The largest number of housing units subject to rent control can be found in California, but the policy environment is quite complex and is characterized by a series of interacting state and local laws. This complexity represents a significant barrier for researchers and policymakers seeking a clear and accurate picture of how rent control works in California, and how it incentivizes different behaviors among landlords and tenants alike. This technical report surveys rent control rules in California, with special attention paid to the recent statewide rent caps, historic developments, and the systems in Los Angeles and San Francisco. This report ...


A Model Of Occupational Licensing And Statistical Discrimination, Peter Q. Blair, Bobby W. Chung 2021 Harvard University and NBER

A Model Of Occupational Licensing And Statistical Discrimination, Peter Q. Blair, Bobby W. Chung

Upjohn Institute Working Papers

We develop a model of statistical discrimination in occupational licensing. In the model, there is endogenous occupation selection and wage determination that depends on how costly it is to obtain the license and the productivity of the human capital that is bundled with the license. Under these assumptions, we find a unique equilibrium with sharp comparative statics for the licensing premiums. The key theoretical result in this paper is that the licensing premium is higher for workers who are members of demographic groups that face a higher cost of licensing. The intuition for this result is that the higher cost ...


The Effects Of Recent Minimum Wage Increases On Self-Reported Health In The United States, Liam Sigaud 2021 University of Maine

The Effects Of Recent Minimum Wage Increases On Self-Reported Health In The United States, Liam Sigaud

Electronic Theses and Dissertations

A sharp income-health gradient exists in the United States. Lower levels of income are associated with higher rates of mortality, morbidity, and risky health behaviors, as well as decreased access to health care. Growing evidence of a causal link between income and health suggests that government income-support policies may be an effective strategy for improving health outcomes among poor Americans. One such policy – the minimum wage – has experienced a surge in popularity in recent years. In 2019, twenty-five states and the District of Columbia increased their minimum wage, up from only eight states in 2011. Yet the literature on the ...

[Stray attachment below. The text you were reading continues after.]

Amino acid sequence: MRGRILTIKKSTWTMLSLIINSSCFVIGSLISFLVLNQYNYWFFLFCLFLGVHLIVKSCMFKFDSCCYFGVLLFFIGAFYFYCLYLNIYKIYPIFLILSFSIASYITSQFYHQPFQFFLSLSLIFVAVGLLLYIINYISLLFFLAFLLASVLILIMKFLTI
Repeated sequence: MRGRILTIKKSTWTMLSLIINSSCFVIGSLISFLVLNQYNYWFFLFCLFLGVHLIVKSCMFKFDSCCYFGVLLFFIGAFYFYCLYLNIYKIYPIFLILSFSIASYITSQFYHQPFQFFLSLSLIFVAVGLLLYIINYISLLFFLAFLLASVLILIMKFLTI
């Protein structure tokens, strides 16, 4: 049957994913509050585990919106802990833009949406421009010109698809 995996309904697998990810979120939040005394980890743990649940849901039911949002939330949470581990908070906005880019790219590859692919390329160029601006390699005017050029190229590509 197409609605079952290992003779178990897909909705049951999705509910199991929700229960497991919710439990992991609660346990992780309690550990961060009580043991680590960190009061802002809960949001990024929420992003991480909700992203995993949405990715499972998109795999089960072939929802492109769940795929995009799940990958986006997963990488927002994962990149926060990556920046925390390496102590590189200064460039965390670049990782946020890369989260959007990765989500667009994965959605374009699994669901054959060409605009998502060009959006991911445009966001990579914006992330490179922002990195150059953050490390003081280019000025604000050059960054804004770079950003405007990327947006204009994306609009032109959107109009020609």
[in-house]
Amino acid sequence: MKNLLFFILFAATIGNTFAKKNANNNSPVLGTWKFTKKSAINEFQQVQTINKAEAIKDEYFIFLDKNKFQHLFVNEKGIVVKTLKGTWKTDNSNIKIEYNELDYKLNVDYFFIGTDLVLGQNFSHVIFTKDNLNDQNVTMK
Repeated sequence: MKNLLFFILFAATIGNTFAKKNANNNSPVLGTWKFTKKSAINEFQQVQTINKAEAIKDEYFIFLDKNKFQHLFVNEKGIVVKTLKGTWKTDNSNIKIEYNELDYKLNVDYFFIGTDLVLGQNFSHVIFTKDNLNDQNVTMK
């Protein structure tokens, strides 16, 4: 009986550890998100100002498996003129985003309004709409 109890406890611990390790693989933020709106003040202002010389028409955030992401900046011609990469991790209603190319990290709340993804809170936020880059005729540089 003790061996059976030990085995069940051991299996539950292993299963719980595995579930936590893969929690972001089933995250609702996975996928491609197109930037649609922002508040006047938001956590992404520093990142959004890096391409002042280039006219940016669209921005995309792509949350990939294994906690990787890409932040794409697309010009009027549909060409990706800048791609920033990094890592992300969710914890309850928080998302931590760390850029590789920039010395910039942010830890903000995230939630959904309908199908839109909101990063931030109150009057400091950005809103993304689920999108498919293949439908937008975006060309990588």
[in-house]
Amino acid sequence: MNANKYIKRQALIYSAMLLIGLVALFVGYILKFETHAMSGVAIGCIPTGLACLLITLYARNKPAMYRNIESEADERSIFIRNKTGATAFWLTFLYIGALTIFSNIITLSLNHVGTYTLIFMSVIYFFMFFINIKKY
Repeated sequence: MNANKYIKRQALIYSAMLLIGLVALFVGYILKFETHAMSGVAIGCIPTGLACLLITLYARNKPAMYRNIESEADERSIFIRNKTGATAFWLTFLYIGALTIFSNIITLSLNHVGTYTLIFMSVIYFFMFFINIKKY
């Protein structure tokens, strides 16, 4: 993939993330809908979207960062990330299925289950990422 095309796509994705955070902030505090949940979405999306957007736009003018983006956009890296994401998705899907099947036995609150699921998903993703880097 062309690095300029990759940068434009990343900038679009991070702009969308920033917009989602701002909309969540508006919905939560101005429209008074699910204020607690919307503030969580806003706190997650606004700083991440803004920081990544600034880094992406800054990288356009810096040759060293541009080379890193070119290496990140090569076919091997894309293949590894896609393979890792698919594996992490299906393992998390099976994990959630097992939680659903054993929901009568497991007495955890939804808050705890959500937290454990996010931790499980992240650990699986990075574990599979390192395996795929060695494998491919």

How The Past Of Outsourcing And Offshoring Is The Future Of Post-Pandemic Remote Work: A Typology, A Model, And A Review*, Peter Norlander, Chris Erickson 2021 Loyola University Chicago

How The Past Of Outsourcing And Offshoring Is The Future Of Post-Pandemic Remote Work: A Typology, A Model, And A Review*, Peter Norlander, Chris Erickson

School of Business: Faculty Publications and Other Works

Information and communication technology (ICT) challenges traditional assumptions about the capacity to manage workers beyond organizational and physical boundaries. A typology connects a variety of non-traditional work organizations made possible by ICT, including offshoring, outsourcing, remote work, virtual companies, and platforms. A model illustrates how new technology serves as a proximate cause for a revision of social contracts between capital, labor and government reached through bargaining, and how external shocks such as the COVID-19 pandemic, the institutional environment, and limitations in practice influence how technology changes the organization of work. An historical case illustrates the general features of the model ...